A third way to access a Python environment via a web browser is using Jupyter notebooks, but this limits you to using the Jupyter notebook environment, or a display rendered using a Jupyter extension, such as RISE slideshows or appmode.
Several years ago, O’Reilly published a demonstration Jupyter plugin called Thebe that allowed you to write code in an HTML page and then run it against a Jupyter kernel.
Here’s an example of a live (demo) web page, embedding Python code in the HTML that can be executed against a Jupyter kernel:
The way the code is included in the page is similar to the way it was embedded in the original Thebe demo, via a suitably annotated
One other thing that’s particularly neat is the way the page invokes the required Jupyter kernel – via a Binderhub container:
(You may note you also need to pull in a
What this means is that you can embed arbitrary code, for an arbitrary language (or at least, as arbitrary as the language kernels supported by Jupyter), running against an arbitrary environment (as specified by the Binder image definition).
The code cells are also editable, which means you can edit the code and run your own code in them. Obviously:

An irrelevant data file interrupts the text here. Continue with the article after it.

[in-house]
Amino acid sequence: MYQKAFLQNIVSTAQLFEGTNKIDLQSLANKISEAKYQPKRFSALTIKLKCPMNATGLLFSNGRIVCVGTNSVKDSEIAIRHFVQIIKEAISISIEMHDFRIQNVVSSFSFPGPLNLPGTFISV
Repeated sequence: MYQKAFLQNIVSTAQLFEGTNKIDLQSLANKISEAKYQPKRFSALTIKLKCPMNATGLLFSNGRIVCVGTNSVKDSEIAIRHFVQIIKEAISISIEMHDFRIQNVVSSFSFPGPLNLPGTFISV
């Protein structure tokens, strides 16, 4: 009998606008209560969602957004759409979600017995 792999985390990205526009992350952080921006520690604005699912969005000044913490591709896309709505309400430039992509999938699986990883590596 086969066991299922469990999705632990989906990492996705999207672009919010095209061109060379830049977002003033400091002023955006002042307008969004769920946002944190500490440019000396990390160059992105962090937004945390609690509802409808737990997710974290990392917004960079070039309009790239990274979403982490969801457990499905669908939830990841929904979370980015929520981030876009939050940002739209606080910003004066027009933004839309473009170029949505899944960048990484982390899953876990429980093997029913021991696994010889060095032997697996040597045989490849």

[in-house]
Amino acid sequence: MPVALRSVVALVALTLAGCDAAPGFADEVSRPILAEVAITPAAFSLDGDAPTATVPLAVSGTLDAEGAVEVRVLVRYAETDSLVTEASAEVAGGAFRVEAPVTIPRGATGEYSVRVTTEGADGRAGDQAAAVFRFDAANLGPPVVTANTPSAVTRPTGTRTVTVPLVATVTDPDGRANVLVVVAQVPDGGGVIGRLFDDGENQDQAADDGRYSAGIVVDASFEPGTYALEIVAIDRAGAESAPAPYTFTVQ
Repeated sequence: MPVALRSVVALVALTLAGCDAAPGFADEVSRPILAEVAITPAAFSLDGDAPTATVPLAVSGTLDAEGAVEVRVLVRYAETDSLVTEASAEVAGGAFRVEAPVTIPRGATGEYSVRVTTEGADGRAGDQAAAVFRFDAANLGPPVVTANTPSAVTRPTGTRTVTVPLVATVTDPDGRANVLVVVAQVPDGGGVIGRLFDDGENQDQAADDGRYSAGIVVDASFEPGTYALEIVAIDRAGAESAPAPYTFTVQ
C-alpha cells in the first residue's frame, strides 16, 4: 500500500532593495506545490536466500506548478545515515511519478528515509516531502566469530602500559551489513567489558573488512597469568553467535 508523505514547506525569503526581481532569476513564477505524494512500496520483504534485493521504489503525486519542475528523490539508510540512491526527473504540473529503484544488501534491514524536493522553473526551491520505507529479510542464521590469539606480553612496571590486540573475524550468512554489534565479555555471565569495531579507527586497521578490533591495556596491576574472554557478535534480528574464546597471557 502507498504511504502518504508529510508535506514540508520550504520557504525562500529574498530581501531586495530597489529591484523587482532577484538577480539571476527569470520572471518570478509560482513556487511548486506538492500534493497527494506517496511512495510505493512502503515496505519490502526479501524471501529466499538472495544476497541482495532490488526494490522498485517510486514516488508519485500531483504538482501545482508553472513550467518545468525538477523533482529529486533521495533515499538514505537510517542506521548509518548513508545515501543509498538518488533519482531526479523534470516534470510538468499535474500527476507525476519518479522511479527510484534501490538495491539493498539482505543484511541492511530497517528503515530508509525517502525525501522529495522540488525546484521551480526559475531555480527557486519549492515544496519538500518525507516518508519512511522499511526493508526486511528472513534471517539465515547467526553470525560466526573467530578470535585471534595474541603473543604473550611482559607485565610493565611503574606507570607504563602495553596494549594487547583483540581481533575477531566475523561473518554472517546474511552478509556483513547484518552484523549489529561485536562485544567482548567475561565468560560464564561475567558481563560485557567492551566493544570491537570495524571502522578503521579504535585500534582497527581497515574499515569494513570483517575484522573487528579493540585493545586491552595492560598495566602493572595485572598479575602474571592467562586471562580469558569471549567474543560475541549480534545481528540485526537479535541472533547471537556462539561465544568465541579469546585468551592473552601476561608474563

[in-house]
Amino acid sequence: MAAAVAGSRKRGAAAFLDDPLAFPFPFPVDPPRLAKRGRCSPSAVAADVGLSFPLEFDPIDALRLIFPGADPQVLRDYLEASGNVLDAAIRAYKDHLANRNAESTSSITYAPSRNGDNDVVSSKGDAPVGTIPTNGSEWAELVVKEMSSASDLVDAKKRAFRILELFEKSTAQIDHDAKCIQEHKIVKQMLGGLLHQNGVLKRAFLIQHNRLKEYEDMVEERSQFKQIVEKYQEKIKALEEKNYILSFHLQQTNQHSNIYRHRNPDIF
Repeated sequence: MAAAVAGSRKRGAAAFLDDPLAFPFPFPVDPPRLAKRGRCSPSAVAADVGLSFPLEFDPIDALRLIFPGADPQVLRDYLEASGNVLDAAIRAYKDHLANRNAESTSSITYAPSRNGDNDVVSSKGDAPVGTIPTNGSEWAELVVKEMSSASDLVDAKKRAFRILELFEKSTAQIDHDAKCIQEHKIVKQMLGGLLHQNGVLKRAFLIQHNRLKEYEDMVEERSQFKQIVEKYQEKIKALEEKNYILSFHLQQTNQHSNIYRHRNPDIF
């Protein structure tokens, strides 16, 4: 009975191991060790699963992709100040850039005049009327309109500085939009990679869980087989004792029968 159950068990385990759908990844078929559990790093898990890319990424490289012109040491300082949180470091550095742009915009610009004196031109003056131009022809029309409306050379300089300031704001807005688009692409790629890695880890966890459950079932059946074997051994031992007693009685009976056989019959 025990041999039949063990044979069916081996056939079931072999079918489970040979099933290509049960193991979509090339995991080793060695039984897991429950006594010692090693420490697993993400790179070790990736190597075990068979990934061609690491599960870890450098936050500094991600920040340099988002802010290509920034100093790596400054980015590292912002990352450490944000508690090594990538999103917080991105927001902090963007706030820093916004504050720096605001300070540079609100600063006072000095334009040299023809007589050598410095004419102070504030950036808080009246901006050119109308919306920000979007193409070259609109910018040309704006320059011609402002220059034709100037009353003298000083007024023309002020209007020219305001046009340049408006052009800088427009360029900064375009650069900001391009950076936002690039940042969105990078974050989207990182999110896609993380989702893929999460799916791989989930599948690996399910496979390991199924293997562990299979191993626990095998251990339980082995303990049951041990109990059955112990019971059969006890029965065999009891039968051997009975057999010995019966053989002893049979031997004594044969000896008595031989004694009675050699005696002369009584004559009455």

- this is great for educators and learners alike because it means you can write – and run – interactive code exercises inline in your online course materials;
- rubbish for IT because they’ll be scared about the security implications. (The fact that stuff runs in containers should mitigate some of the “can our network get hacked as a result” concerns, but leave open the opportunity that someone could used the kernel as place from which to mount an attack somewhere else. One way many notebook get round this is block or whitelist the external sites from which requests can be made from inside the kernel. Which can be a pain if you need to access third party sites, eg to download data. But is maybe less of an issue when running a more constrained activity inline within course materials against a custom kernel environment?)
It’d be great to be able to run something like this as a demonstrator activity in TM112… I just need to put a demo together now… (Which shouldn’t be too hard: the current plan is to use notebooks for the demos, running them from a Binderhub launched environment…)
PS I just did the quickest of quick proofs of concept for myself, taking the demo thebelab html file and adding my own bits of ipython-folium-magic demo code, and hey presto…… https://psychemedia.github.io/ipython_magic_folium/ In the demo, try editing the code cell to geolocate your own address, rather the address of the OU, and re-run that code cell. Or look for other things to try out with the magic as described here.
PPS so now I’m wondering about a Thebelab HTML output formatter for
nbconvert that runs the code in code input cells that are hidden using the Hide Cell notebook extension, to render the output from those cells, and writes the code from the unhidden code input cells into
<pre> tags for use with Thebelab?
PPPS here’s another approach that works to a similar end –
PPPPS And another: https://github.com/QuantStack/voila